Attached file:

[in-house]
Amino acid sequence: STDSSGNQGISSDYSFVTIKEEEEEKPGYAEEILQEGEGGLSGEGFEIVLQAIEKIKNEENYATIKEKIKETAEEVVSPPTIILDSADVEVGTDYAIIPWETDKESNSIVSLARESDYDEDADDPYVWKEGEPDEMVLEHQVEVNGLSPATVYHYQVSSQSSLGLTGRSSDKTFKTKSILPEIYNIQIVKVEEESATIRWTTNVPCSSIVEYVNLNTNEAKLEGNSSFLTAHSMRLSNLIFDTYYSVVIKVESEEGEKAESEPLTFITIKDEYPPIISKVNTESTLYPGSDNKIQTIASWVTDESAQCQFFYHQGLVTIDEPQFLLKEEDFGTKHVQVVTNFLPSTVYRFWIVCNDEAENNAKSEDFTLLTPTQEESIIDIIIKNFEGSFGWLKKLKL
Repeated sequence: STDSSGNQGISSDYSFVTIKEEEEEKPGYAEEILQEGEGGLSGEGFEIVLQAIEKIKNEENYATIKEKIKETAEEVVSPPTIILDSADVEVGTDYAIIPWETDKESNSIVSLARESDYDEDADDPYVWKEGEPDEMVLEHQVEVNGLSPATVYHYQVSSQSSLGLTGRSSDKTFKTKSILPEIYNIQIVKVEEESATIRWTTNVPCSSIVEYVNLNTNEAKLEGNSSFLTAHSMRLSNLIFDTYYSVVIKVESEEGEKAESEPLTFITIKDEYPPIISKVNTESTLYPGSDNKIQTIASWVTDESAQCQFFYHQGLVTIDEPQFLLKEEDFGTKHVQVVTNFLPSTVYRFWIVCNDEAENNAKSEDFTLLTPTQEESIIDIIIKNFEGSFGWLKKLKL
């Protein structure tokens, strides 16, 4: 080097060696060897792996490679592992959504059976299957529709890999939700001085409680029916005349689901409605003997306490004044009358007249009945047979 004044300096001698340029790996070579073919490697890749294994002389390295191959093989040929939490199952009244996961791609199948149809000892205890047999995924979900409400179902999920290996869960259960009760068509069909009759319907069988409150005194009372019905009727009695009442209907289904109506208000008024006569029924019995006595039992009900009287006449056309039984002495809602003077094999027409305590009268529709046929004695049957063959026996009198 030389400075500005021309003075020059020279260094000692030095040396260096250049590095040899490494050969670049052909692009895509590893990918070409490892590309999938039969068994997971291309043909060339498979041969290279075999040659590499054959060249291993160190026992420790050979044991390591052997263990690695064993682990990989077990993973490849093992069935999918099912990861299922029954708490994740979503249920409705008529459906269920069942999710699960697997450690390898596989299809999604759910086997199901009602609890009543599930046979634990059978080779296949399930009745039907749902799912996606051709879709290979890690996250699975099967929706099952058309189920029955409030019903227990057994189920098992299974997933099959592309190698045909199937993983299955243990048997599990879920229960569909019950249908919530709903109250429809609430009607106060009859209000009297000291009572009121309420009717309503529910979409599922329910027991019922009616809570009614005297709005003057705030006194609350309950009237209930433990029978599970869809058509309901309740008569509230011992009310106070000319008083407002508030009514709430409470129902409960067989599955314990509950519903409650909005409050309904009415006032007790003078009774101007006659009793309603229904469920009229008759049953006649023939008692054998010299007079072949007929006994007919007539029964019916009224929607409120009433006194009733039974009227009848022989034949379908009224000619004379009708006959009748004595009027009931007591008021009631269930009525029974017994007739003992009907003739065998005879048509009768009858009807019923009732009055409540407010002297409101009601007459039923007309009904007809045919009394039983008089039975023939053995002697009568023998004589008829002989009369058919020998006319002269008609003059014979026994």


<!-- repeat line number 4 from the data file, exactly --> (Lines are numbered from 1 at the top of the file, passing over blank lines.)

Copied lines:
């Protein structure tokens, strides 16, 4: 080097060696060897792996490679592992959504059976299957529709890999939700001085409680029916005349689901409605003997306490004044009358007249009945047979 004044300096001698340029790996070579073919490697890749294994002389390295191959093989040929939490199952009244996961791609199948149809000892205890047999995924979900409400179902999920290996869960259960009760068509069909009759319907069988409150005194009372019905009727009695009442209907289904109506208000008024006569029924019995006595039992009900009287006449056309039984002495809602003077094999027409305590009268529709046929004695049957063959026996009198 030389400075500005021309003075020059020279260094000692030095040396260096250049590095040899490494050969670049052909692009895509590893990918070409490892590309999938039969068994997971291309043909060339498979041969290279075999040659590499054959060249291993160190026992420790050979044991390591052997263990690695064993682990990989077990993973490849093992069935999918099912990861299922029954708490994740979503249920409705008529459906269920069942999710699960697997450690390898596989299809999604759910086997199901009602609890009543599930046979634990059978080779296949399930009745039907749902799912996606051709879709290979890690996250699975099967929706099952058309189920029955409030019903227990057994189920098992299974997933099959592309190698045909199937993983299955243990048997599990879920229960569909019950249908919530709903109250429809609430009607106060009859209000009297000291009572009121309420009717309503529910979409599922329910027991019922009616809570009614005297709005003057705030006194609350309950009237209930433990029978599970869809058509309901309740008569509230011992009310106070000319008083407002508030009514709430409470129902409960067989599955314990509950519903409650909005409050309904009415006032007790003078009774101007006659009793309603229904469920009229008759049953006649023939008692054998010299007079072949007929006994007919007539029964019916009224929607409120009433006194009733039974009227009848022989034949379908009224000619004379009708006959009748004595009027009931007591008021009631269930009525029974017994007739003992009907003739065998005879048509009768009858009807019923009732009055409540407010002297409101009601007459039923007309009904007809045919009394039983008089039975023939053995002697009568023998004589008829002989009369058919020998006319002269008609003059014979026994």